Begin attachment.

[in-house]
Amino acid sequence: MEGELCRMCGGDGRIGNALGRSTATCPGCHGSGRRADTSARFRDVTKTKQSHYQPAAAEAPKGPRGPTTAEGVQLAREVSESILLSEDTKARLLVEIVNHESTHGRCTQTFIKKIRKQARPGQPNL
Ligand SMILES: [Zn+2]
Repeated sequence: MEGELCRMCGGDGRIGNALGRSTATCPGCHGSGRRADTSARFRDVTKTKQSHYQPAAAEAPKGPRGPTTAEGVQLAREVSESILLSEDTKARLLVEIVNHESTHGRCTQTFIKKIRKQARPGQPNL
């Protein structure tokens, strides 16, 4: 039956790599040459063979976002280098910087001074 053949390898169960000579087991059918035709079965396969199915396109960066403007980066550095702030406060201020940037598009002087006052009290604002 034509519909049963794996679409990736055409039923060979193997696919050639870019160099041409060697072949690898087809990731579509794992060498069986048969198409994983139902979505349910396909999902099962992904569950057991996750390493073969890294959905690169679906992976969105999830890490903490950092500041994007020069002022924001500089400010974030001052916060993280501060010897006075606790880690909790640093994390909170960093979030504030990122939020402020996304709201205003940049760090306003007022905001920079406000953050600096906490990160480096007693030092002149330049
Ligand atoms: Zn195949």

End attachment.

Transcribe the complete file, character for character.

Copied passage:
[in-house]
Amino acid sequence: MEGELCRMCGGDGRIGNALGRSTATCPGCHGSGRRADTSARFRDVTKTKQSHYQPAAAEAPKGPRGPTTAEGVQLAREVSESILLSEDTKARLLVEIVNHESTHGRCTQTFIKKIRKQARPGQPNL
Ligand SMILES: [Zn+2]
Repeated sequence: MEGELCRMCGGDGRIGNALGRSTATCPGCHGSGRRADTSARFRDVTKTKQSHYQPAAAEAPKGPRGPTTAEGVQLAREVSESILLSEDTKARLLVEIVNHESTHGRCTQTFIKKIRKQARPGQPNL
């Protein structure tokens, strides 16, 4: 039956790599040459063979976002280098910087001074 053949390898169960000579087991059918035709079965396969199915396109960066403007980066550095702030406060201020940037598009002087006052009290604002 034509519909049963794996679409990736055409039923060979193997696919050639870019160099041409060697072949690898087809990731579509794992060498069986048969198409994983139902979505349910396909999902099962992904569950057991996750390493073969890294959905690169679906992976969105999830890490903490950092500041994007020069002022924001500089400010974030001052916060993280501060010897006075606790880690909790640093994390909170960093979030504030990122939020402020996304709201205003940049760090306003007022905001920079406000953050600096906490990160480096007693030092002149330049
Ligand atoms: Zn195949």